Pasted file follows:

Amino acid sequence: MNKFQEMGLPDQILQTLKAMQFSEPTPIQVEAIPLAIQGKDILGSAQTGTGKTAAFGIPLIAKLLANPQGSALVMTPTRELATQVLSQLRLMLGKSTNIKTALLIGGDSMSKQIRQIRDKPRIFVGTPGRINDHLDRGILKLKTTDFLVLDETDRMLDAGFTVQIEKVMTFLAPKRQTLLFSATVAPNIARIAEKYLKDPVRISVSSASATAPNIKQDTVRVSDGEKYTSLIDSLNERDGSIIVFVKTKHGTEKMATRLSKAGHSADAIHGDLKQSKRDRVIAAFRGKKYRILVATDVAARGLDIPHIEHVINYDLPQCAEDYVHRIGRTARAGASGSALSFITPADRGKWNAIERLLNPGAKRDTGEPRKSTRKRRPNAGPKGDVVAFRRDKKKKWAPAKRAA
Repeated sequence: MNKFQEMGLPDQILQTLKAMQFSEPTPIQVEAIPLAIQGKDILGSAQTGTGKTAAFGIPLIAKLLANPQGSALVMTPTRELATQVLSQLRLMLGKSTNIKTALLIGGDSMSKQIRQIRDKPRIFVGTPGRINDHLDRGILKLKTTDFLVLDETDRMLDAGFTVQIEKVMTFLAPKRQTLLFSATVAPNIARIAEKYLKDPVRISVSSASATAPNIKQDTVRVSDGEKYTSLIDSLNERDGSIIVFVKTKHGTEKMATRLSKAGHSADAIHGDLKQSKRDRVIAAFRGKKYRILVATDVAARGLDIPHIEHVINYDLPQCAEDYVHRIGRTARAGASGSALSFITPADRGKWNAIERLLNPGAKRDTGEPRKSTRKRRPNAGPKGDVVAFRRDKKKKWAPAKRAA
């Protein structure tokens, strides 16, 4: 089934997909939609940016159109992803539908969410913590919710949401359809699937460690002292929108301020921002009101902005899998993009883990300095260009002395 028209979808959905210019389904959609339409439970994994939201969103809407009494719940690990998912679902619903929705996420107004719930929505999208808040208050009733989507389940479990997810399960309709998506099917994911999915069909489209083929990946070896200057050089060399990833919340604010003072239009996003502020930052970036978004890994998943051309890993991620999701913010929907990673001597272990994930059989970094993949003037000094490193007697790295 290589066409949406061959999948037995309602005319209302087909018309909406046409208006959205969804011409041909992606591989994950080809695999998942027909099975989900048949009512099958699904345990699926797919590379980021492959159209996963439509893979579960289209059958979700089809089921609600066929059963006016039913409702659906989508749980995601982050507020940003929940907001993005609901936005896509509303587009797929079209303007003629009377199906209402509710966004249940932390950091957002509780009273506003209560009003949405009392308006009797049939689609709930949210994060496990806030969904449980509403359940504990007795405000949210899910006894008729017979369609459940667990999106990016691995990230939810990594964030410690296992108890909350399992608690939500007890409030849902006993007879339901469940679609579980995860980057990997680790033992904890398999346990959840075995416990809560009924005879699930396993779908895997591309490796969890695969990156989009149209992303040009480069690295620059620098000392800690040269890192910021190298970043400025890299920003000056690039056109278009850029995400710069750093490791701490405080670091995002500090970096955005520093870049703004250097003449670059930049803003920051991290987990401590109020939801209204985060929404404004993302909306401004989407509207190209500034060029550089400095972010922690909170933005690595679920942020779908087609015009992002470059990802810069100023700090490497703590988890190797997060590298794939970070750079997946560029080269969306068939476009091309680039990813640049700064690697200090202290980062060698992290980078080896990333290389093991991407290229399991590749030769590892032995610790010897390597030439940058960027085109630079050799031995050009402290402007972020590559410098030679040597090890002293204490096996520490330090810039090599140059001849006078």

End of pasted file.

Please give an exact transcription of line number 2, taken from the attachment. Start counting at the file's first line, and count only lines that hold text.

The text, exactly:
Repeated sequence: MNKFQEMGLPDQILQTLKAMQFSEPTPIQVEAIPLAIQGKDILGSAQTGTGKTAAFGIPLIAKLLANPQGSALVMTPTRELATQVLSQLRLMLGKSTNIKTALLIGGDSMSKQIRQIRDKPRIFVGTPGRINDHLDRGILKLKTTDFLVLDETDRMLDAGFTVQIEKVMTFLAPKRQTLLFSATVAPNIARIAEKYLKDPVRISVSSASATAPNIKQDTVRVSDGEKYTSLIDSLNERDGSIIVFVKTKHGTEKMATRLSKAGHSADAIHGDLKQSKRDRVIAAFRGKKYRILVATDVAARGLDIPHIEHVINYDLPQCAEDYVHRIGRTARAGASGSALSFITPADRGKWNAIERLLNPGAKRDTGEPRKSTRKRRPNAGPKGDVVAFRRDKKKKWAPAKRAA